So what caster angle do I now have? Well I can't be 100% certain but I do know the subframe was at the rear of it's maximum travel before adjustment and it still at the rear of it's maximum travel so caster should be unchanged from the original 3 degrees 08 minutes.

Finally, my wife drove from Swindon to Oxford today using A420 to get there (fast sweepers and a few twisties) and A34/M4 for the return journey and has come back singing praise for the improved driving pleasure and less skittish car that she has.

Last edited by kandlbarrett; 02-11-11 at 22:15.
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OK, i'm just confused now

Can someone please just clarify what the settings should be for a 2.4 Ti Q4 please?
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Quote:
Originally Posted by kandlbarrett View Post
Ian, you are correct. After lots of reading I now know that the equipment can't directly measure caster. It is calculated from the effective change in camber as the wheels are turned through a known angle. What is actually done is that the wheel is turned 20 degrees (or other fixed angle) either side of straight ahead. By measuring the camber at each point the caster can be (is) calculated. As you have hinted there are a number of issues doing it this way (flexing of rubber bushes affecting readings, accuracy / care of the operator, large multiplying effect that minor errors have in the equations used etc.) that mean the accuracy of the caster angle is questionable. What tolerance good equipment has and how well it controls careless operators I don't know.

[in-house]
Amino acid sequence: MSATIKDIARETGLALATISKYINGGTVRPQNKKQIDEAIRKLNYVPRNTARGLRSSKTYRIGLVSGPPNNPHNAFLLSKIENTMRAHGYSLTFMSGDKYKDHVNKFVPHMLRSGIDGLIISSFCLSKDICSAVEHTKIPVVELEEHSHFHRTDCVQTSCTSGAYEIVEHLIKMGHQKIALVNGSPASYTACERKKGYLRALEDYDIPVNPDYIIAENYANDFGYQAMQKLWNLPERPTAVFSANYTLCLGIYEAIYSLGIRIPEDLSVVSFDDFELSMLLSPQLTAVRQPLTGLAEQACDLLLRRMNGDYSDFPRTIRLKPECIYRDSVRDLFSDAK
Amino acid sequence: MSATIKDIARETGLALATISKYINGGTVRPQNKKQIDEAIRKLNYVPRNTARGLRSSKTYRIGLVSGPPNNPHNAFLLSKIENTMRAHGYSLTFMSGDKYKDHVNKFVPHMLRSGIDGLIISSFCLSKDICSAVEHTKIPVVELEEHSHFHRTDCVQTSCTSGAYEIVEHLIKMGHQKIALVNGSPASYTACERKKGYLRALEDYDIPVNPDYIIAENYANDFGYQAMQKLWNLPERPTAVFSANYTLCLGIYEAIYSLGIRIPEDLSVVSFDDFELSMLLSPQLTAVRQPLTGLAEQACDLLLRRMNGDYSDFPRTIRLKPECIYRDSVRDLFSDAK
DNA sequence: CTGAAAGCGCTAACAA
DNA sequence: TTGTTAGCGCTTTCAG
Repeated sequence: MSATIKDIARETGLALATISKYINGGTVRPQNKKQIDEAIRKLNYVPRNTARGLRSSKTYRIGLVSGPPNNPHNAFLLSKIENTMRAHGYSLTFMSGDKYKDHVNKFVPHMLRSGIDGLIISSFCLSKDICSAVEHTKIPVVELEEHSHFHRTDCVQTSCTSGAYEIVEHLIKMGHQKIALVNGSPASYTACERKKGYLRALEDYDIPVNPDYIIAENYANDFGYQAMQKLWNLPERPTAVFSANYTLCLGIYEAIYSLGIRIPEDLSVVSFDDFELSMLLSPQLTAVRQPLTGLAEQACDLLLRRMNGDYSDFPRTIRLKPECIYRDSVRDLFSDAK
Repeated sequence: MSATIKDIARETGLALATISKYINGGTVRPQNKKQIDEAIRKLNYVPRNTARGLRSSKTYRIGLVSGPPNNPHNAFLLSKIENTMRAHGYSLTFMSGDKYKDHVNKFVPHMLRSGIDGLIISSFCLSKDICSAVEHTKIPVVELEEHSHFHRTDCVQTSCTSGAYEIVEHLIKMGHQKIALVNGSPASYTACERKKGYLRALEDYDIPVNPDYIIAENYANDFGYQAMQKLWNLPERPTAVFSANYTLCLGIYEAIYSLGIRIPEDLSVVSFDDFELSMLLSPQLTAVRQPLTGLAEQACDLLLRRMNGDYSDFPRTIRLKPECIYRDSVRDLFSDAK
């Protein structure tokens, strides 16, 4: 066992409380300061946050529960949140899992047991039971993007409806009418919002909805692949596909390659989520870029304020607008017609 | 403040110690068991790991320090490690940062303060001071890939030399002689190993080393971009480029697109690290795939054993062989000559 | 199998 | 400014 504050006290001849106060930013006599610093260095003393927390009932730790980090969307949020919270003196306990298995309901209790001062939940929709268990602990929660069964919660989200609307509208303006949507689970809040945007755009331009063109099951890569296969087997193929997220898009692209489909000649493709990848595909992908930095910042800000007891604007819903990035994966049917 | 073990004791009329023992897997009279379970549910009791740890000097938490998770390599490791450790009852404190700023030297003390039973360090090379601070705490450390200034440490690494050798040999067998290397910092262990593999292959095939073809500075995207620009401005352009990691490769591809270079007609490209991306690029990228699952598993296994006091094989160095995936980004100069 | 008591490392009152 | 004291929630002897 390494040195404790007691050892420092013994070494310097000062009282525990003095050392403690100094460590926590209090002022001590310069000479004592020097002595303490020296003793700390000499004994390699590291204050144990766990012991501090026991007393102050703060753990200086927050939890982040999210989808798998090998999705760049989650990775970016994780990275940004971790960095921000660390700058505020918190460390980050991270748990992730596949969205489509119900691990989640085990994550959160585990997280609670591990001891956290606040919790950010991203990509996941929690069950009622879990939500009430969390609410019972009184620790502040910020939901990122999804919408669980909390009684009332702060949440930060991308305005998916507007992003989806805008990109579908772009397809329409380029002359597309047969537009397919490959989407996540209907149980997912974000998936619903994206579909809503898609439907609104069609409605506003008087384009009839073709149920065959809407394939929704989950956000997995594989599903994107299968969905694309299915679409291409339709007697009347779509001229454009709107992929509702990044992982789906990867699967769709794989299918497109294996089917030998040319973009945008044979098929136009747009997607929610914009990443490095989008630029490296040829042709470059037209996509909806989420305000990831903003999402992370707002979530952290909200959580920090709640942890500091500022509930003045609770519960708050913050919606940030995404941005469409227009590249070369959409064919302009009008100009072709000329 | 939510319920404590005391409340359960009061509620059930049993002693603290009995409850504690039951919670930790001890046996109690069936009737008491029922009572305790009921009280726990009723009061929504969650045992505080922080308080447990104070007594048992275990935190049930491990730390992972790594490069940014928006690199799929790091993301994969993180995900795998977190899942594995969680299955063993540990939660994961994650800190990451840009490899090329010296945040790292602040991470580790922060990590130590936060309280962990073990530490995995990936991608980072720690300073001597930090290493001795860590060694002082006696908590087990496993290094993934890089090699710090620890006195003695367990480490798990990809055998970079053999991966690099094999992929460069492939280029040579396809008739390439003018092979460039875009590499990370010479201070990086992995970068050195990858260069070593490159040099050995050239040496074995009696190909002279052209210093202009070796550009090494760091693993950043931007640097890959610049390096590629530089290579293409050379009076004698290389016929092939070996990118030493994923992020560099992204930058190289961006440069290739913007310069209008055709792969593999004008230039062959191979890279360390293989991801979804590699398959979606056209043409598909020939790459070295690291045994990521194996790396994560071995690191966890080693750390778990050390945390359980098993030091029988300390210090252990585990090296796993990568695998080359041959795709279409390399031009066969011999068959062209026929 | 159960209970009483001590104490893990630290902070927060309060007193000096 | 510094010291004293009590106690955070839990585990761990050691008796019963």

An example of the effect caster has and how it changes camber when the wheel is turned is the front wheel of a bicycle. In the straight ahead position the front wheel of a bicycle has no camber. Turn the handle bars 90 degrees and you can see that the camber now equals the caster. OK you cant turn a car wheel 90 degrees but by turning it through a known angle makes it possible for pointy headed boffins and their machines to calculate the caster.